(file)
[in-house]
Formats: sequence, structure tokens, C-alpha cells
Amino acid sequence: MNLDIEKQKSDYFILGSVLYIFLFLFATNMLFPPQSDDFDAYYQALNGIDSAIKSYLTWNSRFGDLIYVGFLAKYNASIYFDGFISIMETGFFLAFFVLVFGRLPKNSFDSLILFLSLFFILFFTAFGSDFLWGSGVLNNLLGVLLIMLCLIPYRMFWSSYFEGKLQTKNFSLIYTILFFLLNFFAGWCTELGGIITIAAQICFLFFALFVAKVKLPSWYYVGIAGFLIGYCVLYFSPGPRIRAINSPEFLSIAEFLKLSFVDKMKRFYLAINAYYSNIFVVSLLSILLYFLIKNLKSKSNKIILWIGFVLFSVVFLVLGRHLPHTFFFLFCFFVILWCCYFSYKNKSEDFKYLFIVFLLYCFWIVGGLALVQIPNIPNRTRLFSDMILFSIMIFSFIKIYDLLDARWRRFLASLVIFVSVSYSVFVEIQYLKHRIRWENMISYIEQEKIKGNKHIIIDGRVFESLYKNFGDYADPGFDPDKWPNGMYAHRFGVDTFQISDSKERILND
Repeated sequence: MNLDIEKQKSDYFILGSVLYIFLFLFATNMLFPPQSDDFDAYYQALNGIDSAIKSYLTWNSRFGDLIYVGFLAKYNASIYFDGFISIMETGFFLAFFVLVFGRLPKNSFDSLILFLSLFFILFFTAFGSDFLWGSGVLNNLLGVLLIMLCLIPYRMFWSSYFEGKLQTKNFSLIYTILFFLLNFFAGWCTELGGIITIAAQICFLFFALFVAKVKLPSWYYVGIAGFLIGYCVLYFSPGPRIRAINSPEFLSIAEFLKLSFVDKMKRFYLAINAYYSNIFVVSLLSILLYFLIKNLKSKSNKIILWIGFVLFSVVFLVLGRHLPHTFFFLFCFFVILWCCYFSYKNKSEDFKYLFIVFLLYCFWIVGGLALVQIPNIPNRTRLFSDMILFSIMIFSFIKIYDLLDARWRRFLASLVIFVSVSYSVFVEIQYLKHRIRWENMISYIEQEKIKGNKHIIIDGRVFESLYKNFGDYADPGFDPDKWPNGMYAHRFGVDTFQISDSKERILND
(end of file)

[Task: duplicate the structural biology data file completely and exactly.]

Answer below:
[in-house]
Formats: sequence, structure tokens, C-alpha cells
Amino acid sequence: MNLDIEKQKSDYFILGSVLYIFLFLFATNMLFPPQSDDFDAYYQALNGIDSAIKSYLTWNSRFGDLIYVGFLAKYNASIYFDGFISIMETGFFLAFFVLVFGRLPKNSFDSLILFLSLFFILFFTAFGSDFLWGSGVLNNLLGVLLIMLCLIPYRMFWSSYFEGKLQTKNFSLIYTILFFLLNFFAGWCTELGGIITIAAQICFLFFALFVAKVKLPSWYYVGIAGFLIGYCVLYFSPGPRIRAINSPEFLSIAEFLKLSFVDKMKRFYLAINAYYSNIFVVSLLSILLYFLIKNLKSKSNKIILWIGFVLFSVVFLVLGRHLPHTFFFLFCFFVILWCCYFSYKNKSEDFKYLFIVFLLYCFWIVGGLALVQIPNIPNRTRLFSDMILFSIMIFSFIKIYDLLDARWRRFLASLVIFVSVSYSVFVEIQYLKHRIRWENMISYIEQEKIKGNKHIIIDGRVFESLYKNFGDYADPGFDPDKWPNGMYAHRFGVDTFQISDSKERILND
Repeated sequence: MNLDIEKQKSDYFILGSVLYIFLFLFATNMLFPPQSDDFDAYYQALNGIDSAIKSYLTWNSRFGDLIYVGFLAKYNASIYFDGFISIMETGFFLAFFVLVFGRLPKNSFDSLILFLSLFFILFFTAFGSDFLWGSGVLNNLLGVLLIMLCLIPYRMFWSSYFEGKLQTKNFSLIYTILFFLLNFFAGWCTELGGIITIAAQICFLFFALFVAKVKLPSWYYVGIAGFLIGYCVLYFSPGPRIRAINSPEFLSIAEFLKLSFVDKMKRFYLAINAYYSNIFVVSLLSILLYFLIKNLKSKSNKIILWIGFVLFSVVFLVLGRHLPHTFFFLFCFFVILWCCYFSYKNKSEDFKYLFIVFLLYCFWIVGGLALVQIPNIPNRTRLFSDMILFSIMIFSFIKIYDLLDARWRRFLASLVIFVSVSYSVFVEIQYLKHRIRWENMISYIEQEKIKGNKHIIIDGRVFESLYKNFGDYADPGFDPDKWPNGMYAHRFGVDTFQISDSKERILND